Boscawen was keenly interested in local appointments for the political influence they exerted. Thus, he warned in May 1697 that it was essential not to provoke Sir Francis Drake, 3rd Bt.*, to resign as recorder of Plymouth as it would result in electoral defeat for the Whigs in that borough. At the start of the new session, he seconded the motion for the Address on 3 Dec. 1697. Later that month he was named to bring in bills to prevent correspondence with King James and to remove certain payments associated with the shrievalty (both on the 7th), presenting the latter on the 14th and reporting it on 17 June 1698, although it fell in the Lords. His next legislative involvement concerned the will of (Sir) William Godolphin†, who had spent most of his later years in Spain. He was first-named to a committee on a petition relating to it and subsequently named to draft a bill which he presented on 10 Feb., the purpose of which was to ensure that Charles Godolphin* and other members of the Godolphin family would benefit rather than the Jesuits. On the question of disbanding the army, on 8 Jan. 1698 Boscawen moved to try to retrieve a situation lost for the Court in December by proposing an instruction to the committee of supply to consider the charge for guards and garrisons for 1698, with the aim of settling sufficient funds to provide for 15,000 men, but the opposition was strong enough to defeat him. On 29 Jan. he was appointed to draft a bill to prevent robberies and on 9 Feb. spoke in favour of an address for a proclamation to suppress profaneness, debauchery and the publication of blasphemous pamphlets, being nominated to the committee to draw it up. The remainder of the session saw him ordered to prepare three other bills. He also informed the Commons that the King would provide a list of persons licensed to return from abroad. Finally, he reported several times from a committee dealing with Molyneux’s Case of Ireland and related issues.16

Boscawen was returned again for Cornwall in 1698, being classed as a placeman (in his capacity as governor of St. Mawes) and also as a Court supporter on a list comparing the old and new Parliaments. He spoke on 4 Jan. 1699, presumably supporting moves to allow the committee on the disbanding bill to alter the number of men allowed in England, although no evidence remains of what he said. Furthermore, at the third-reading stage of the disbanding bill on 18 Jan. he seemed to be arguing for a revision upwards of the number of men permitted from 7,000 to 10,000. His name appears on both lists of Members voting against the bill. His other activities in the Commons included nomination to two drafting committees, including a bill suppressing vice and immorality (23 Dec. 1698). Towards the end of the session there is evidence that his health was beginning to fail. On 8 Apr. Lady Anne Clinton reported that Boscawen was lodging at Kensington, ‘having been very ill with a cold, but is now on a mending hand’. However, he fell ill again following a journey into Cornwall. Indeed, at the end of June Vernon was sufficiently concerned to tell Lord Coningsby that it would be ‘a great loss’ if Boscawen ‘should go off’.17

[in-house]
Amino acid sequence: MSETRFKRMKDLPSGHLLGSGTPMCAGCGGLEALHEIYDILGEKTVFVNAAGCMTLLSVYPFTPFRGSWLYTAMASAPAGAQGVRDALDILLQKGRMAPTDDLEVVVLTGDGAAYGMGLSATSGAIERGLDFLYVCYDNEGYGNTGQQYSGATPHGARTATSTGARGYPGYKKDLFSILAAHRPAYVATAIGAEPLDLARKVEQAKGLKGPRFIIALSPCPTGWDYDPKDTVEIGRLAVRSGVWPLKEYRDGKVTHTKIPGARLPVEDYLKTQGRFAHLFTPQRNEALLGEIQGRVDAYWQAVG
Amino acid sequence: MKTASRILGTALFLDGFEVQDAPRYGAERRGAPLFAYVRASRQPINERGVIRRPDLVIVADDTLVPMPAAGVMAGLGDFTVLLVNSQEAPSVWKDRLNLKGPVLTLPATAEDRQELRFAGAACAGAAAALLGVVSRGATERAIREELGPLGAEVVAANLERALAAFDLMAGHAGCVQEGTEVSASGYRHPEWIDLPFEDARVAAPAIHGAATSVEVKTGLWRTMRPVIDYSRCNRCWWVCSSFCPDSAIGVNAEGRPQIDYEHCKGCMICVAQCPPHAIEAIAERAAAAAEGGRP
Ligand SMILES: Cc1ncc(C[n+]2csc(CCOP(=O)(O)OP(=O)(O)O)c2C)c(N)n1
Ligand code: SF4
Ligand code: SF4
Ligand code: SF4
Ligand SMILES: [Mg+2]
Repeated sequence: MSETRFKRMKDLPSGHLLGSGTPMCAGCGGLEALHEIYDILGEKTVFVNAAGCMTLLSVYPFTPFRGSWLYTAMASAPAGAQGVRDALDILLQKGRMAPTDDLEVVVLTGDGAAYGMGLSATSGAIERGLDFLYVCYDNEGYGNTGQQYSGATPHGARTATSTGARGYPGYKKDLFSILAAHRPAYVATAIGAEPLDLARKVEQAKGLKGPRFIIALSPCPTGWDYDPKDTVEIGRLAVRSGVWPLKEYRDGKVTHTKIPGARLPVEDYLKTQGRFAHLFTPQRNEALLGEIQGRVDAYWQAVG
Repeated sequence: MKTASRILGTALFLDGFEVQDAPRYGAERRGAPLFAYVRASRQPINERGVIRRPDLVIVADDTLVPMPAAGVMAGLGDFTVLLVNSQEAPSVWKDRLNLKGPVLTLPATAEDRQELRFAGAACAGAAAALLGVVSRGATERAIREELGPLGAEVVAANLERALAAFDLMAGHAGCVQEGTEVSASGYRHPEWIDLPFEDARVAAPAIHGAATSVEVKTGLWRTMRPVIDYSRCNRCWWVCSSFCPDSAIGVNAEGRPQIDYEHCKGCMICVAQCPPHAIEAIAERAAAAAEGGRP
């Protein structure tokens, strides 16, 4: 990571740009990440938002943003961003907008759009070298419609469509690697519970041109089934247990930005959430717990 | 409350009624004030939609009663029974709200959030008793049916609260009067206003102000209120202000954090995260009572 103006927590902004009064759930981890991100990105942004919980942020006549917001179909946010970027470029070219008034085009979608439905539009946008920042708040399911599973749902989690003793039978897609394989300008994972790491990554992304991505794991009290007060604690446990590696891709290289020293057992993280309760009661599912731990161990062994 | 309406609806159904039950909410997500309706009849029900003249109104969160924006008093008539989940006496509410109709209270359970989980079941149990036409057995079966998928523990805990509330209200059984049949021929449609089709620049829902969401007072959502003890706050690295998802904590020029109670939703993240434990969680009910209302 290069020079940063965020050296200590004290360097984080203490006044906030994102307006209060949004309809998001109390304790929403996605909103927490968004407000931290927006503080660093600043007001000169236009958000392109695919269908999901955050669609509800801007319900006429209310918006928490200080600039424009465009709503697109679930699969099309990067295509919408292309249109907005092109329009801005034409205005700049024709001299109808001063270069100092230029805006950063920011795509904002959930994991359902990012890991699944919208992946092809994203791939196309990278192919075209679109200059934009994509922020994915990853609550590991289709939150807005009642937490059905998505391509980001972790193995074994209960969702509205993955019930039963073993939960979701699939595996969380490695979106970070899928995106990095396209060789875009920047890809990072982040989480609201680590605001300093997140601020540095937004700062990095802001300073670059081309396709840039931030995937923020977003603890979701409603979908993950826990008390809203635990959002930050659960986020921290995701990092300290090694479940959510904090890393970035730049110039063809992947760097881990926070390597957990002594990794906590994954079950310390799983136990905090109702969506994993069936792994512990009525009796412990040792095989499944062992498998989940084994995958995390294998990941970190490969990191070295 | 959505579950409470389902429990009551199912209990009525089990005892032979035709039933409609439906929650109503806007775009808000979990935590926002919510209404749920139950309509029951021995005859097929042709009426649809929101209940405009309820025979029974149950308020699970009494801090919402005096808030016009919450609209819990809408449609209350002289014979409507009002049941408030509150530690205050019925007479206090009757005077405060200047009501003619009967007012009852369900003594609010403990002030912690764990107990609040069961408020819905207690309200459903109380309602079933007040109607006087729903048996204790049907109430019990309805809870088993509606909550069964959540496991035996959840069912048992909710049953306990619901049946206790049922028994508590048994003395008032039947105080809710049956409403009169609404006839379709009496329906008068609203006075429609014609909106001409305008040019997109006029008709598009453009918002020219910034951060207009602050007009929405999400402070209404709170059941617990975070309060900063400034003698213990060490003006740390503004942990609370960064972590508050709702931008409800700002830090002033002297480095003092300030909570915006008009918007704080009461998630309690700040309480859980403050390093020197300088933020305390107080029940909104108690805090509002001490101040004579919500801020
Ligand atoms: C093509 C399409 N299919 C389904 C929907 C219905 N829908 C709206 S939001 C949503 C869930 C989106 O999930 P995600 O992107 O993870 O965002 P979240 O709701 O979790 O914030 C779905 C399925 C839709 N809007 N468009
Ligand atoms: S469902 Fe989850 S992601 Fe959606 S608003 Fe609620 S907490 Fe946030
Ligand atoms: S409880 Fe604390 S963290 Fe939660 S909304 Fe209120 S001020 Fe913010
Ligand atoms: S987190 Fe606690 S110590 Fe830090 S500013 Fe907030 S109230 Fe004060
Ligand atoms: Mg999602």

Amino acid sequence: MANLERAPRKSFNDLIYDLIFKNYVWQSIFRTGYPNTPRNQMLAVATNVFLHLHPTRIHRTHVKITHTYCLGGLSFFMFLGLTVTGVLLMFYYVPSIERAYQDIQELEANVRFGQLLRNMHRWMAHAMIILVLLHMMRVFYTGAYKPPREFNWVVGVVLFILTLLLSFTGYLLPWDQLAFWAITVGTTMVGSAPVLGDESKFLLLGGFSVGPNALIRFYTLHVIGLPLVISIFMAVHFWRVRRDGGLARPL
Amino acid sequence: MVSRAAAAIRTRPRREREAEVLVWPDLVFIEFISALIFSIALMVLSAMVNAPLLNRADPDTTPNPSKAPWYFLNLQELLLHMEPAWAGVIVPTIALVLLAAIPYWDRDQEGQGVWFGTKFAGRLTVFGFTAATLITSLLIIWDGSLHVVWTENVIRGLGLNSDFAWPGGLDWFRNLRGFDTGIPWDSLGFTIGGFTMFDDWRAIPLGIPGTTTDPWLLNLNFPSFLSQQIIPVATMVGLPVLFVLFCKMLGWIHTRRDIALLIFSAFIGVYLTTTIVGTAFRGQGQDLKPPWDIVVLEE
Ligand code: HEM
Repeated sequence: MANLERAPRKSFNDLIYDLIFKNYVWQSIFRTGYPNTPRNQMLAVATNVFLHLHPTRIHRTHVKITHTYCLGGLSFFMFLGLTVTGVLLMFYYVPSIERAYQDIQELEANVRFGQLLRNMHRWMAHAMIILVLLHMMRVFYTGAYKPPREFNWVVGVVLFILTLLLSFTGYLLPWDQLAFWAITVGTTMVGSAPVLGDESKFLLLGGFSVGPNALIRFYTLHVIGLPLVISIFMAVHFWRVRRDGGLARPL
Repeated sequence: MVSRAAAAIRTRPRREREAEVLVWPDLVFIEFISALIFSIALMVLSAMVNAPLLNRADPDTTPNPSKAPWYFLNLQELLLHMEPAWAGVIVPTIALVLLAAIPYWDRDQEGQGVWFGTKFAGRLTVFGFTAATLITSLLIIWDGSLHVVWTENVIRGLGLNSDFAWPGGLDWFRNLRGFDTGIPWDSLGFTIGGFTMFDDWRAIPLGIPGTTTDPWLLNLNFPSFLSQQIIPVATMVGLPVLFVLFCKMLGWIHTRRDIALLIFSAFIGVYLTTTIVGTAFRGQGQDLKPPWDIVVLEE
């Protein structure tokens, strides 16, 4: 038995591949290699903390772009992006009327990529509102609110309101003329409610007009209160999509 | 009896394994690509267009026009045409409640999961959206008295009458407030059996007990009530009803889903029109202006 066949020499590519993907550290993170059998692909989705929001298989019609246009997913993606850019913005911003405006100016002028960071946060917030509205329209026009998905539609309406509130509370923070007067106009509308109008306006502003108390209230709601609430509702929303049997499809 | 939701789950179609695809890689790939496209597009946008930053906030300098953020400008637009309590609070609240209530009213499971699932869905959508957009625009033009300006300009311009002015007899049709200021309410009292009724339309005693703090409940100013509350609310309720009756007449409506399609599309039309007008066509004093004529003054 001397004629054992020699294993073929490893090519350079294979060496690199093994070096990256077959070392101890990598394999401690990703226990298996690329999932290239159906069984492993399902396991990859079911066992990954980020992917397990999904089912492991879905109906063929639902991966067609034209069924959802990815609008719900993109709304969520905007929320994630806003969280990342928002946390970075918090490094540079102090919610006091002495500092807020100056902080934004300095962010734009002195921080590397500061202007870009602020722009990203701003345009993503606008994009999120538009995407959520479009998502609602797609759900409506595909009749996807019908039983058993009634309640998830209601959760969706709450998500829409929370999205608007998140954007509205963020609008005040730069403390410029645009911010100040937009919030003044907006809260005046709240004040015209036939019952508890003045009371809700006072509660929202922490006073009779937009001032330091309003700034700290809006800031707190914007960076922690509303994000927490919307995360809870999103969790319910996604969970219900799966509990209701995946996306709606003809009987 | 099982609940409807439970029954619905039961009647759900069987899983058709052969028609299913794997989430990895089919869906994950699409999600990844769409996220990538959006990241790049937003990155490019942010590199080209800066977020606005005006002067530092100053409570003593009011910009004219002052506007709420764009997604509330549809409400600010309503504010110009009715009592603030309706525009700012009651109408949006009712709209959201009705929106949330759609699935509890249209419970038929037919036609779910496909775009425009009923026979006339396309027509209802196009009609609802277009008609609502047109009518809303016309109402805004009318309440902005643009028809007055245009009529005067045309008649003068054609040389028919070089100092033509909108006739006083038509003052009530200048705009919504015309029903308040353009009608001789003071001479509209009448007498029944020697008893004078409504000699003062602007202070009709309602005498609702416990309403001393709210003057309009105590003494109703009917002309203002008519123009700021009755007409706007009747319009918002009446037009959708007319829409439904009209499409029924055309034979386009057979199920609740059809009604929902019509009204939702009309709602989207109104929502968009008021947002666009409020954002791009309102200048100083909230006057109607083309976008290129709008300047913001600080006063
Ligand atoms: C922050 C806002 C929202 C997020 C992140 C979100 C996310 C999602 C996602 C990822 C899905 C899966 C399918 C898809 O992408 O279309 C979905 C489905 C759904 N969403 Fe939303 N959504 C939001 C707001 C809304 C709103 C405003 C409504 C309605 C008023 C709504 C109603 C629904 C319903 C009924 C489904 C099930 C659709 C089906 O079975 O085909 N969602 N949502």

In the 1699–1700 session Boscawen’s legislative work was further reduced, resulting in just one drafting committee. However, he was active in February 1700 in defending Lord Chancellor Somers over a motion which sought to criticize ministers for procuring grants from the crown, referring to history in the process and citing the relationship between William Cecil† and Queen Elizabeth. Despite his advanced age, Boscawen still commanded the respect of the leading local politicians, Charles Trelawny* reporting that a plan to dispose of seats in Cornwall had foundered upon Lord Godolphin’s refusal to ‘disoblige old gurnet head’. Consequently, he was returned for the county again in January 1701.18